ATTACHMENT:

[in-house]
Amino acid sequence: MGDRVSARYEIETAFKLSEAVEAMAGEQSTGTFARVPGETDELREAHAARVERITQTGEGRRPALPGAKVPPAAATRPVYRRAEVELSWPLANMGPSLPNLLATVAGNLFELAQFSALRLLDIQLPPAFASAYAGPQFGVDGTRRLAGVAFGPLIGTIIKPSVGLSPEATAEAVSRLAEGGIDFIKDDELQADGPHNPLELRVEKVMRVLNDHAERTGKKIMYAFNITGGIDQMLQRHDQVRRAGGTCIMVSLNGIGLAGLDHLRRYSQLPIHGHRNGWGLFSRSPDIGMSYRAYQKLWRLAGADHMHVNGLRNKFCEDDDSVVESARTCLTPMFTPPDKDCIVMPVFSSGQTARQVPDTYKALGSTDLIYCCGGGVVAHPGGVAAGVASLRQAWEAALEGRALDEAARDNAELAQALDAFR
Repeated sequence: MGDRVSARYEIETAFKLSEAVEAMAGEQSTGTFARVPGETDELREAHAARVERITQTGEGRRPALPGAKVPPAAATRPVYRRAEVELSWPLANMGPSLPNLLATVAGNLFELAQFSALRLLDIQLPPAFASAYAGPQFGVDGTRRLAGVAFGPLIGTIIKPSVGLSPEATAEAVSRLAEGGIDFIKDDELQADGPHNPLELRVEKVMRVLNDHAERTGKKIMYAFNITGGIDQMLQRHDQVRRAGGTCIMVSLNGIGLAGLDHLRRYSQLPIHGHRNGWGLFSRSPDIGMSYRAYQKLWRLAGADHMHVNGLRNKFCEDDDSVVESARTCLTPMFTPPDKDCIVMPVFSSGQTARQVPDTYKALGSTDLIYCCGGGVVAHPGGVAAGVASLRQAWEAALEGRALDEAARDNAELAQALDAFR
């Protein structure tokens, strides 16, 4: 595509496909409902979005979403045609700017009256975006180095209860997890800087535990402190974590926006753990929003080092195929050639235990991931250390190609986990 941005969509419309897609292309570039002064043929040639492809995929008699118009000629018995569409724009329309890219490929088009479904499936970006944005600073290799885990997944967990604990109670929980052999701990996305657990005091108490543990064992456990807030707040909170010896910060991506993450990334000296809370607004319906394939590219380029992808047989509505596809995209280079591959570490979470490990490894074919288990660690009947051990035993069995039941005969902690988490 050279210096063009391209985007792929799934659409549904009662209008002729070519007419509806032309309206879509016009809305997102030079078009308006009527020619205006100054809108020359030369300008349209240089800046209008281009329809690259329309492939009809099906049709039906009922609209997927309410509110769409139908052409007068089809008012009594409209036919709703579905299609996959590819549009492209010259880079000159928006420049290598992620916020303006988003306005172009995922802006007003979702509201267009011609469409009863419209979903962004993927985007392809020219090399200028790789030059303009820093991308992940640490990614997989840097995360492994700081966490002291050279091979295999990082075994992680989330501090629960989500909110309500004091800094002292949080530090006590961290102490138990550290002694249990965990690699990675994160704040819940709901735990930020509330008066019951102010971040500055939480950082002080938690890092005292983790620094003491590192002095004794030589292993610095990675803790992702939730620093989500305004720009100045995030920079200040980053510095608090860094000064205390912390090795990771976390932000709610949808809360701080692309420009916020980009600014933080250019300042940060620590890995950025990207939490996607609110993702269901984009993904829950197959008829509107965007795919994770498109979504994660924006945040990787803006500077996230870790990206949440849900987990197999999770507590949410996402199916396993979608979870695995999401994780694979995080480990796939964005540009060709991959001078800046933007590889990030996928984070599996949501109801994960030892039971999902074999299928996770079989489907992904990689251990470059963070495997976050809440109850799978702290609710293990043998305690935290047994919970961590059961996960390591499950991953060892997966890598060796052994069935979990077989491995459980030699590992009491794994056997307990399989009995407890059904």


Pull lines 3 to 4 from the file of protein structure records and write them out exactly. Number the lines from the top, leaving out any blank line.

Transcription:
Repeated sequence: MGDRVSARYEIETAFKLSEAVEAMAGEQSTGTFARVPGETDELREAHAARVERITQTGEGRRPALPGAKVPPAAATRPVYRRAEVELSWPLANMGPSLPNLLATVAGNLFELAQFSALRLLDIQLPPAFASAYAGPQFGVDGTRRLAGVAFGPLIGTIIKPSVGLSPEATAEAVSRLAEGGIDFIKDDELQADGPHNPLELRVEKVMRVLNDHAERTGKKIMYAFNITGGIDQMLQRHDQVRRAGGTCIMVSLNGIGLAGLDHLRRYSQLPIHGHRNGWGLFSRSPDIGMSYRAYQKLWRLAGADHMHVNGLRNKFCEDDDSVVESARTCLTPMFTPPDKDCIVMPVFSSGQTARQVPDTYKALGSTDLIYCCGGGVVAHPGGVAAGVASLRQAWEAALEGRALDEAARDNAELAQALDAFR
């Protein structure tokens, strides 16, 4: 595509496909409902979005979403045609700017009256975006180095209860997890800087535990402190974590926006753990929003080092195929050639235990991931250390190609986990 941005969509419309897609292309570039002064043929040639492809995929008699118009000629018995569409724009329309890219490929088009479904499936970006944005600073290799885990997944967990604990109670929980052999701990996305657990005091108490543990064992456990807030707040909170010896910060991506993450990334000296809370607004319906394939590219380029992808047989509505596809995209280079591959570490979470490990490894074919288990660690009947051990035993069995039941005969902690988490 050279210096063009391209985007792929799934659409549904009662209008002729070519007419509806032309309206879509016009809305997102030079078009308006009527020619205006100054809108020359030369300008349209240089800046209008281009329809690259329309492939009809099906049709039906009922609209997927309410509110769409139908052409007068089809008012009594409209036919709703579905299609996959590819549009492209010259880079000159928006420049290598992620916020303006988003306005172009995922802006007003979702509201267009011609469409009863419209979903962004993927985007392809020219090399200028790789030059303009820093991308992940640490990614997989840097995360492994700081966490002291050279091979295999990082075994992680989330501090629960989500909110309500004091800094002292949080530090006590961290102490138990550290002694249990965990690699990675994160704040819940709901735990930020509330008066019951102010971040500055939480950082002080938690890092005292983790620094003491590192002095004794030589292993610095990675803790992702939730620093989500305004720009100045995030920079200040980053510095608090860094000064205390912390090795990771976390932000709610949808809360701080692309420009916020980009600014933080250019300042940060620590890995950025990207939490996607609110993702269901984009993904829950197959008829509107965007795919994770498109979504994660924006945040990787803006500077996230870790990206949440849900987990197999999770507590949410996402199916396993979608979870695995999401994780694979995080480990796939964005540009060709991959001078800046933007590889990030996928984070599996949501109801994960030892039971999902074999299928996770079989489907992904990689251990470059963070495997976050809440109850799978702290609710293990043998305690935290047994919970961590059961996960390591499950991953060892997966890598060796052994069935979990077989491995459980030699590992009491794994056997307990399989009995407890059904």